Using the non-inverting comparator as an example, Equations 2 and 3 can be used to calculate a family of curves to show the effects of this form of hysteresis on the actual state transition voltages, and the location of the hysteresis around VTH .

Figure 5 is a graph of the state transition voltages as the VTH voltage is swept through its range of 0 to 5 volts.


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The graph superimposes two nodes. The black line, labeled +IN = VTH , is the graph of +IN = VTH , shows the voltages at the inputs of the comparator and is the point at which the comparator's output will change state. The red line, labeled USTV, and the blue line, labeled LSTV, are the graphs of the upper and lower state-transition voltages from the input signal's (Vs ) perspective, for a non-inverting comparator.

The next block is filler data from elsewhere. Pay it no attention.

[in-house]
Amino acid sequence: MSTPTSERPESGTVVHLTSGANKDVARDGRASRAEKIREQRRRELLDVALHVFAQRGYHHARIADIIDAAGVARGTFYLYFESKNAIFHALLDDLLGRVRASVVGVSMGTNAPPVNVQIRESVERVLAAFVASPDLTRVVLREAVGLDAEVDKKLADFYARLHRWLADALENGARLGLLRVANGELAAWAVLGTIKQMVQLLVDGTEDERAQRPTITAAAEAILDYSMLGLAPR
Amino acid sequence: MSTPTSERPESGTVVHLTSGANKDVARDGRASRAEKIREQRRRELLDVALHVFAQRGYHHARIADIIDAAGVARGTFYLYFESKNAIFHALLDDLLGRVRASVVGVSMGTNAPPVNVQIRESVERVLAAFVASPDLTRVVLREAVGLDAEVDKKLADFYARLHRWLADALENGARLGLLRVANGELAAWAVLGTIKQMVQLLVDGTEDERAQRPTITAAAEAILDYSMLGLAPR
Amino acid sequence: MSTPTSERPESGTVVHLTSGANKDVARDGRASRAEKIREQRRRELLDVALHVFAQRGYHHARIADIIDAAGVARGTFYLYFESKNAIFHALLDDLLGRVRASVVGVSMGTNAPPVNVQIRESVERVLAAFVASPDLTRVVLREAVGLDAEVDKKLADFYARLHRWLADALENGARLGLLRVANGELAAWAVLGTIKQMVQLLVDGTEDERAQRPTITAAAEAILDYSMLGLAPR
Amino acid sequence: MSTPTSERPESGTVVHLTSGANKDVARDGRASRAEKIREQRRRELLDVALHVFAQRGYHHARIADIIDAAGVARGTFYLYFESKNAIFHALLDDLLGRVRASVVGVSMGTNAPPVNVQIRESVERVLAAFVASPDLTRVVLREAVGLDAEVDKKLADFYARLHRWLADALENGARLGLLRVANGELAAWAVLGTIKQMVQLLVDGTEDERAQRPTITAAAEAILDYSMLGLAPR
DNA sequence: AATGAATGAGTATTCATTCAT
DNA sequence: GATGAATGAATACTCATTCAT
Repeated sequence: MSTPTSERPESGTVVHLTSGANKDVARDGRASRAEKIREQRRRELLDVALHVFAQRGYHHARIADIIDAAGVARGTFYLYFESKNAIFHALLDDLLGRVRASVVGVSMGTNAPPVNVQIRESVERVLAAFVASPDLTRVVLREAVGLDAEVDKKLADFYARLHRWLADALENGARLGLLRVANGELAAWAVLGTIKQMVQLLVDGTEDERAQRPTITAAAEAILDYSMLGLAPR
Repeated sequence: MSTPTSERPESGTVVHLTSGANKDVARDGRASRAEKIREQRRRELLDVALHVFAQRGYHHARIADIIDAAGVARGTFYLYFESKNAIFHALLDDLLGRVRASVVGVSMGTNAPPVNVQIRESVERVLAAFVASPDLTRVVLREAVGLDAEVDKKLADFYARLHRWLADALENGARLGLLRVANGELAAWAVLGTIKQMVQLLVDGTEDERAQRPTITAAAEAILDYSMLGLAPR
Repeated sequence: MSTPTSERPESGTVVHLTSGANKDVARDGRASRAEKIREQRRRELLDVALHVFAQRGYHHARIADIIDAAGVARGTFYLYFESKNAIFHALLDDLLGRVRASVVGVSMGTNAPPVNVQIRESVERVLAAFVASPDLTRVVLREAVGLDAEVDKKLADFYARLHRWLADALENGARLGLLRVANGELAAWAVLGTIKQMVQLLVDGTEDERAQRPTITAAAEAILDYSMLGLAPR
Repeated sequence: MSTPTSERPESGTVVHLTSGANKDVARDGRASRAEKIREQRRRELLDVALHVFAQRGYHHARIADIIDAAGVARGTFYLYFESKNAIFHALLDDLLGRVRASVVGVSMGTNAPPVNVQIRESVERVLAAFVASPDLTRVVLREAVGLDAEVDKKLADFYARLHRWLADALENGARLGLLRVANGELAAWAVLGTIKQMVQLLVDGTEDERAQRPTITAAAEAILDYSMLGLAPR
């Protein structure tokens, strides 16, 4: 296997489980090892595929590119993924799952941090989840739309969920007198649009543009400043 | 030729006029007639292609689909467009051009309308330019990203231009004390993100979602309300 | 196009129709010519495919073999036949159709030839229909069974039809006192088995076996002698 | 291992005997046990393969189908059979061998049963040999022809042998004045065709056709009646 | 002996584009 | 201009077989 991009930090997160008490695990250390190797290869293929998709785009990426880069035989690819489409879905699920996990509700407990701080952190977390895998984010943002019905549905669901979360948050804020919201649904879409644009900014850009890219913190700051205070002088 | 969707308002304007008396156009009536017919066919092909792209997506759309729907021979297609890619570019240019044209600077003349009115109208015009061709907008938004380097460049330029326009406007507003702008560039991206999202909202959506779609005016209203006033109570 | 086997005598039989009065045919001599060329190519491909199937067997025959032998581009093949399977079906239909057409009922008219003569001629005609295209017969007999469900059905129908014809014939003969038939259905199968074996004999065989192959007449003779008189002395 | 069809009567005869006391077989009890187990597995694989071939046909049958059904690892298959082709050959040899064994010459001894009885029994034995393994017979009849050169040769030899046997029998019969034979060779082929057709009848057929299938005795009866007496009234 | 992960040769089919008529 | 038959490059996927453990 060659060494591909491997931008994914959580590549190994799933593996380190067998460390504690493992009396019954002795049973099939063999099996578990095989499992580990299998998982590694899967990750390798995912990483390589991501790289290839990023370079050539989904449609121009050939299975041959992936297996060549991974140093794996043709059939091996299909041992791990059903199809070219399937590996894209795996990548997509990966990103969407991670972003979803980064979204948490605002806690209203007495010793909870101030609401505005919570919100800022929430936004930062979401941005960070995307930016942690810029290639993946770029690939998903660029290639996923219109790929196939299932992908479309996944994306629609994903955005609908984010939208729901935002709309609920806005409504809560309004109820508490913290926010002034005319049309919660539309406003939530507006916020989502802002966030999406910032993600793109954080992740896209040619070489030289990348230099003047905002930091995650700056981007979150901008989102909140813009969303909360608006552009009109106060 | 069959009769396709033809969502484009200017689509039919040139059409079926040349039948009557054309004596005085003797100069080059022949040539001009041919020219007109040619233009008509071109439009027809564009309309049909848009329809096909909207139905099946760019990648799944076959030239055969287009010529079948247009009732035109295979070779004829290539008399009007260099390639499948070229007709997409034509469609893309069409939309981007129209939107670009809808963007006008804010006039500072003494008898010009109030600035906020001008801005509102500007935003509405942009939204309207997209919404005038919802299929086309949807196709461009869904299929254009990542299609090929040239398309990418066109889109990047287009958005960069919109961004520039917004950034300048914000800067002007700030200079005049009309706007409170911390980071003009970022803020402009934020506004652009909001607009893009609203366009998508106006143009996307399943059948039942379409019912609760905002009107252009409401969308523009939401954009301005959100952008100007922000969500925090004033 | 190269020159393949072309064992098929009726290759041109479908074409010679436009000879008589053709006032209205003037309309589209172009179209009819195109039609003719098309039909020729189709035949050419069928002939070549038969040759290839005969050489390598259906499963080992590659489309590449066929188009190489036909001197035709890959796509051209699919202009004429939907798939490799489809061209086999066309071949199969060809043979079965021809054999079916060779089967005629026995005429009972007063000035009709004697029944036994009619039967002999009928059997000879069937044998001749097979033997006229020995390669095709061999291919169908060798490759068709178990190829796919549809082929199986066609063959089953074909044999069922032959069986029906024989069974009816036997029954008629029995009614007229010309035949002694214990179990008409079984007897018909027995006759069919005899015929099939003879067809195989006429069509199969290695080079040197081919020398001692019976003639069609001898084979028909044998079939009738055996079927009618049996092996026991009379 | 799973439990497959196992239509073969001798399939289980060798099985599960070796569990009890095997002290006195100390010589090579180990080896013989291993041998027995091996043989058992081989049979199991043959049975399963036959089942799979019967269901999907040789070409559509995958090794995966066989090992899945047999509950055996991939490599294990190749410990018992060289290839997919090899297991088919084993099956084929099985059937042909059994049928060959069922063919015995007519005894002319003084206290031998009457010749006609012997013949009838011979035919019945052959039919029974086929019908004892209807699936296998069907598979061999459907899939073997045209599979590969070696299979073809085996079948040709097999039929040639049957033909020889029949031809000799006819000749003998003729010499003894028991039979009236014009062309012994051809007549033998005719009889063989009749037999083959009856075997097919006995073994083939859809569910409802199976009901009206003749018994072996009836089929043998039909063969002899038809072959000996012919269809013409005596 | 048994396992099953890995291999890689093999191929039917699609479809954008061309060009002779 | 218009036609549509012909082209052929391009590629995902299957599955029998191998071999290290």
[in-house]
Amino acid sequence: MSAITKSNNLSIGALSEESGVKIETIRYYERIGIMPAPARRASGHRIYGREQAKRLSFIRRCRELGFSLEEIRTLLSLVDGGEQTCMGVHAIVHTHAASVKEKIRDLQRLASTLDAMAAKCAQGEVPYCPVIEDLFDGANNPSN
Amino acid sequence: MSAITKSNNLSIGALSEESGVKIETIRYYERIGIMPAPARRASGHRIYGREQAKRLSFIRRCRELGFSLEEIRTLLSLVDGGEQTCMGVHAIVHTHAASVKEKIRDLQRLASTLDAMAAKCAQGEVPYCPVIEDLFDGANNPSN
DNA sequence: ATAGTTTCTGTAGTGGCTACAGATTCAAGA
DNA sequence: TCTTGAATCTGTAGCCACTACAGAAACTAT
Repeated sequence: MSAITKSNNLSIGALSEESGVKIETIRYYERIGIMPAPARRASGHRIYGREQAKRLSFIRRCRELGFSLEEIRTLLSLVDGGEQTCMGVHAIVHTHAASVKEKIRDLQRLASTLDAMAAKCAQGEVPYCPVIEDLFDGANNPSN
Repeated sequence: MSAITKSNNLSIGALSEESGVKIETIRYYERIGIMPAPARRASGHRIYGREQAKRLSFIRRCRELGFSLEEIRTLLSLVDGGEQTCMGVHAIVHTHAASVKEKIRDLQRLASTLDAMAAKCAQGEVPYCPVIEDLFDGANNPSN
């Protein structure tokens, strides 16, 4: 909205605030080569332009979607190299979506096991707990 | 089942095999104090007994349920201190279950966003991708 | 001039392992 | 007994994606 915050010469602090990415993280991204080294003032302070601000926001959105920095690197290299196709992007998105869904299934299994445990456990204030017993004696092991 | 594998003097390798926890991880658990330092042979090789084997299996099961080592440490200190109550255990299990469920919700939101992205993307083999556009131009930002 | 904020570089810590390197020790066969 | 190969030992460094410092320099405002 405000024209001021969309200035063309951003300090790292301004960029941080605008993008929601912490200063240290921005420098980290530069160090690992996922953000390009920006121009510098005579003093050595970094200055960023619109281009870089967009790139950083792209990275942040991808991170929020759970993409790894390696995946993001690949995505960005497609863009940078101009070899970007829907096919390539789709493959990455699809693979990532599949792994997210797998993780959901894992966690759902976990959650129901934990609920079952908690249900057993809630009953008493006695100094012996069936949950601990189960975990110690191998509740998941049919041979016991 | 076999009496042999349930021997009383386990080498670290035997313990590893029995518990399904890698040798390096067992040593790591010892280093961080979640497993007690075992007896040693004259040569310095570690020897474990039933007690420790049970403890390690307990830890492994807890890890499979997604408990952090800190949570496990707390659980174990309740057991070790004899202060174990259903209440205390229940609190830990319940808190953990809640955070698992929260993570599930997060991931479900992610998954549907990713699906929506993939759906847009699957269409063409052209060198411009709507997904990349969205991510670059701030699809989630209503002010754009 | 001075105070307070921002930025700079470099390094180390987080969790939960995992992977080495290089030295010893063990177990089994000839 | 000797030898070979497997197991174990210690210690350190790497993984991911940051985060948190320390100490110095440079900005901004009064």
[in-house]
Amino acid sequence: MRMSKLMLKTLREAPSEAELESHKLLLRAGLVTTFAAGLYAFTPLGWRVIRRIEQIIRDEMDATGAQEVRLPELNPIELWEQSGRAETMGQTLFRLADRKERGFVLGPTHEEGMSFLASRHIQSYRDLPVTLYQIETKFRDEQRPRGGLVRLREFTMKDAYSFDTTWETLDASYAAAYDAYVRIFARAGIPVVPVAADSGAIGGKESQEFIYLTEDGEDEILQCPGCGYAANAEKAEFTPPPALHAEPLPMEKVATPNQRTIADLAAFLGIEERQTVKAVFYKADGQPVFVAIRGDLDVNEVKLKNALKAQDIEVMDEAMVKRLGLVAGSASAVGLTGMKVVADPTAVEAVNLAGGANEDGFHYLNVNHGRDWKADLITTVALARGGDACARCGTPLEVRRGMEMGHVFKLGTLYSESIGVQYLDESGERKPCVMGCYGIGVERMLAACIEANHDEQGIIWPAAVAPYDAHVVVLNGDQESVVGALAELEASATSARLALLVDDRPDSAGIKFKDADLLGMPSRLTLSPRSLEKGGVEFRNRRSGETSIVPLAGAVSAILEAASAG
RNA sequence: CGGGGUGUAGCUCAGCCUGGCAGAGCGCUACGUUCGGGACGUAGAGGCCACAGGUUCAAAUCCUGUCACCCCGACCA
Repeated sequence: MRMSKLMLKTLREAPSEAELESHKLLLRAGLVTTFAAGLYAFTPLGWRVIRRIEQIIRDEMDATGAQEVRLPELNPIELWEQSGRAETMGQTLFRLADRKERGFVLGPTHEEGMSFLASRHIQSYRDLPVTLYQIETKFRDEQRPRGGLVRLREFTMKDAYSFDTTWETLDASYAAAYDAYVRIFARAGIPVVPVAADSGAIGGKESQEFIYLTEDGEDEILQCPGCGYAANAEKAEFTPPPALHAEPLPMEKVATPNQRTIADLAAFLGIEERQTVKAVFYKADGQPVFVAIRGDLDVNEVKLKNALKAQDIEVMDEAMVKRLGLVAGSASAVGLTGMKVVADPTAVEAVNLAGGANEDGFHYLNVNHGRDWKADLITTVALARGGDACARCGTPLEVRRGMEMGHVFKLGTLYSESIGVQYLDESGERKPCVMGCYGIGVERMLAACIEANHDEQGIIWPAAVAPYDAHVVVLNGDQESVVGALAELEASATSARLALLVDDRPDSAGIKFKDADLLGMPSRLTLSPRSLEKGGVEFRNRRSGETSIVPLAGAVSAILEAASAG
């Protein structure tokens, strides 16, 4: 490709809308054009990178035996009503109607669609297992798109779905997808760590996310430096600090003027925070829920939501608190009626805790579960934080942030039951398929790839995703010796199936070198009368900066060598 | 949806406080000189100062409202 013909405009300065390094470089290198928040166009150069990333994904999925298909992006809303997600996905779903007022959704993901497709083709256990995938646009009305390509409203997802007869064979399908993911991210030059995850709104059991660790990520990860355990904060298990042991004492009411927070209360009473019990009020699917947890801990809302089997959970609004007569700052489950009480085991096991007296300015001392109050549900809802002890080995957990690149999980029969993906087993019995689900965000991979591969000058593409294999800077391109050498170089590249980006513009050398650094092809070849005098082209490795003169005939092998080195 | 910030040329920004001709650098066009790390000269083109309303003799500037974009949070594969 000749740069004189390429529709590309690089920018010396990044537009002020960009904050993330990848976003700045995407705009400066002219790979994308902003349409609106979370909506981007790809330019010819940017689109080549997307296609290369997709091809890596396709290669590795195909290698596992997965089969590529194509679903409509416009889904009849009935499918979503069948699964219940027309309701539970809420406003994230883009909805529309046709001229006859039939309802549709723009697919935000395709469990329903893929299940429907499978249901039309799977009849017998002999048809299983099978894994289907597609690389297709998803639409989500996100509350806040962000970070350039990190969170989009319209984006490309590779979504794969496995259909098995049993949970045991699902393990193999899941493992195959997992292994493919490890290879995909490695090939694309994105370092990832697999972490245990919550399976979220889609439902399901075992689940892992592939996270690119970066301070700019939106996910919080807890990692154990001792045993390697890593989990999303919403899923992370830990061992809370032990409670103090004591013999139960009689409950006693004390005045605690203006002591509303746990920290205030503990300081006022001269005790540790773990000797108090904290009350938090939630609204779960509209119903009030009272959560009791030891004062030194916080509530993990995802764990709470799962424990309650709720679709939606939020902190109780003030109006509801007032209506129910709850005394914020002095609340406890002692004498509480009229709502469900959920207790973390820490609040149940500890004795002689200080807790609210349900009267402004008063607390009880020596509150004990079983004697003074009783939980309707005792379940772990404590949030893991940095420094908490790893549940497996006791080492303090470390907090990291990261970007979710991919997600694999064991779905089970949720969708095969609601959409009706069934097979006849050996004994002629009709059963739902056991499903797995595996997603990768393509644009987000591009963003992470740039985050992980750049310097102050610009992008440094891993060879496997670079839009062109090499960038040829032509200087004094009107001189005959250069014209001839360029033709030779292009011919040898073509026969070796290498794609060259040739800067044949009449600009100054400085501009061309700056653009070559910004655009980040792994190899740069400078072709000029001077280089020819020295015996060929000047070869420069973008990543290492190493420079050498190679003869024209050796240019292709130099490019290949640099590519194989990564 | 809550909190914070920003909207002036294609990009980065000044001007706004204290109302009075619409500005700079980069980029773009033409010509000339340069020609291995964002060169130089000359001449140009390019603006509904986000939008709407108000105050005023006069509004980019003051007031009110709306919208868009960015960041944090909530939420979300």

These were calculated using Equations 2 and 3 for the condition of +IN equal to VTH , with Rf = 100 kΩ and Ri = 20 kΩ, VOL = 0.0 volts and VOH = 5.0 volts. The large value of positive feedback was chosen to clearly show the results. During the operation of the circuit, the output of the comparator will switch to the high output state when the VS signal is above the upper state-transition voltage and will switch to the low output state when VS is below the lower state-transition voltage.

The primary effect to be seen here is the asymmetry of the hysteresis as the value of the VTH voltage changes. The position of the hysteresis curve is not centered around the VTH voltage, except at one point, and is dependent on the VTH .

Part 2 will look at a specific application, you can read it here.

About the Author
Walter Bacharowski is an amplifier-applications manager at National Semiconductor Corporation, where he has worked for 15 years. He has a bachelor's degree in electrical engineering from Cleveland State University and has had continuing education in engineering, management, marketing, and technology. His personal interests include electronics, model rocketry, and alternative-energy technology.